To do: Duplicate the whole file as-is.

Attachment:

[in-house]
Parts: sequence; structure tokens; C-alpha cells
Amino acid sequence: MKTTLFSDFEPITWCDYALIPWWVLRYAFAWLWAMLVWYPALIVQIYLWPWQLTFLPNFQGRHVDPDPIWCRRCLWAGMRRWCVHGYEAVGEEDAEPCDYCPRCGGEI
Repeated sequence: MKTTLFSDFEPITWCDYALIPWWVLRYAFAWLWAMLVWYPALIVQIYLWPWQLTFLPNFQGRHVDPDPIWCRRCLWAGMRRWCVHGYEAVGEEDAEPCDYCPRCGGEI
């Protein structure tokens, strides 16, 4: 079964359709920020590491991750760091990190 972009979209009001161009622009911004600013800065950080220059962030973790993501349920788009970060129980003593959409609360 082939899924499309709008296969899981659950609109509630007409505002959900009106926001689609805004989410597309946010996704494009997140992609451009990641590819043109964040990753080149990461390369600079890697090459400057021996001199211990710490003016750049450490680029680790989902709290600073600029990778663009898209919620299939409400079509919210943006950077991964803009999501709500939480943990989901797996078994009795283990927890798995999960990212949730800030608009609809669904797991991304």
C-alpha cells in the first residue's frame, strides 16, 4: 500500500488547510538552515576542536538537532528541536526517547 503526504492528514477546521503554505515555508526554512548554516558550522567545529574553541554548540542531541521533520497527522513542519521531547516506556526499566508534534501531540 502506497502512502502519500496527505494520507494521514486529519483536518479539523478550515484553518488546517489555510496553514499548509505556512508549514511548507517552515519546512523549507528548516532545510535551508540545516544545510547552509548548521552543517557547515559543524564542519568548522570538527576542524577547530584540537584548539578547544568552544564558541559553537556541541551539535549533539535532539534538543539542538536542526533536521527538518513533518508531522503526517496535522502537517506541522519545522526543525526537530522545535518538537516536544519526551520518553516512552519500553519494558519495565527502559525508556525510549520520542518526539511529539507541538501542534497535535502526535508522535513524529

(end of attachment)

[in-house]
Parts: sequence; structure tokens; C-alpha cells
Amino acid sequence: MKTTLFSDFEPITWCDYALIPWWVLRYAFAWLWAMLVWYPALIVQIYLWPWQLTFLPNFQGRHVDPDPIWCRRCLWAGMRRWCVHGYEAVGEEDAEPCDYCPRCGGEI
Repeated sequence: MKTTLFSDFEPITWCDYALIPWWVLRYAFAWLWAMLVWYPALIVQIYLWPWQLTFLPNFQGRHVDPDPIWCRRCLWAGMRRWCVHGYEAVGEEDAEPCDYCPRCGGEI
């Protein structure tokens, strides 16, 4: 079964359709920020590491991750760091990190 972009979209009001161009622009911004600013800065950080220059962030973790993501349920788009970060129980003593959409609360 082939899924499309709008296969899981659950609109509630007409505002959900009106926001689609805004989410597309946010996704494009997140992609451009990641590819043109964040990753080149990461390369600079890697090459400057021996001199211990710490003016750049450490680029680790989902709290600073600029990778663009898209919620299939409400079509919210943006950077991964803009999501709500939480943990989901797996078994009795283990927890798995999960990212949730800030608009609809669904797991991304």
C-alpha cells in the first residue's frame, strides 16, 4: 500500500488547510538552515576542536538537532528541536526517547 503526504492528514477546521503554505515555508526554512548554516558550522567545529574553541554548540542531541521533520497527522513542519521531547516506556526499566508534534501531540 502506497502512502502519500496527505494520507494521514486529519483536518479539523478550515484553518488546517489555510496553514499548509505556512508549514511548507517552515519546512523549507528548516532545510535551508540545516544545510547552509548548521552543517557547515559543524564542519568548522570538527576542524577547530584540537584548539578547544568552544564558541559553537556541541551539535549533539535532539534538543539542538536542526533536521527538518513533518508531522503526517496535522502537517506541522519545522526543525526537530522545535518538537516536544519526551520518553516512552519500553519494558519495565527502559525508556525510549520520542518526539511529539507541538501542534497535535502526535508522535513524529